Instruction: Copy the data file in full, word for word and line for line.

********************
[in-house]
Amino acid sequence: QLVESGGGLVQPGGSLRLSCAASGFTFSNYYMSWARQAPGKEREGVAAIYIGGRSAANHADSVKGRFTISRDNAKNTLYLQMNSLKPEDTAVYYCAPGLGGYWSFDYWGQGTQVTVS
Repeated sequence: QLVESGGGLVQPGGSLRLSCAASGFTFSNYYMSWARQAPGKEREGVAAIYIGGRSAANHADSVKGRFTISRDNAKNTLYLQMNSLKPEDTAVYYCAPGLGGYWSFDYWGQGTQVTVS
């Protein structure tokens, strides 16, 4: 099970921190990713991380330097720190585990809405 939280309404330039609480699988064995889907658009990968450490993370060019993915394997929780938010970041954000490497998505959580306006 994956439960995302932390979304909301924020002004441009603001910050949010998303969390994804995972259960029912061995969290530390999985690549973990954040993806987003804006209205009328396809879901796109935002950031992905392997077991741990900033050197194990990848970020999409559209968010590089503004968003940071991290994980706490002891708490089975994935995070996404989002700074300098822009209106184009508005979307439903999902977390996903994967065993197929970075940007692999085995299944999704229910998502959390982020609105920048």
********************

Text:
[in-house]
Amino acid sequence: QLVESGGGLVQPGGSLRLSCAASGFTFSNYYMSWARQAPGKEREGVAAIYIGGRSAANHADSVKGRFTISRDNAKNTLYLQMNSLKPEDTAVYYCAPGLGGYWSFDYWGQGTQVTVS
Repeated sequence: QLVESGGGLVQPGGSLRLSCAASGFTFSNYYMSWARQAPGKEREGVAAIYIGGRSAANHADSVKGRFTISRDNAKNTLYLQMNSLKPEDTAVYYCAPGLGGYWSFDYWGQGTQVTVS
């Protein structure tokens, strides 16, 4: 099970921190990713991380330097720190585990809405 939280309404330039609480699988064995889907658009990968450490993370060019993915394997929780938010970041954000490497998505959580306006 994956439960995302932390979304909301924020002004441009603001910050949010998303969390994804995972259960029912061995969290530390999985690549973990954040993806987003804006209205009328396809879901796109935002950031992905392997077991741990900033050197194990990848970020999409559209968010590089503004968003940071991290994980706490002891708490089975994935995070996404989002700074300098822009209106184009508005979307439903999902977390996903994967065993197929970075940007692999085995299944999704229910998502959390982020609105920048």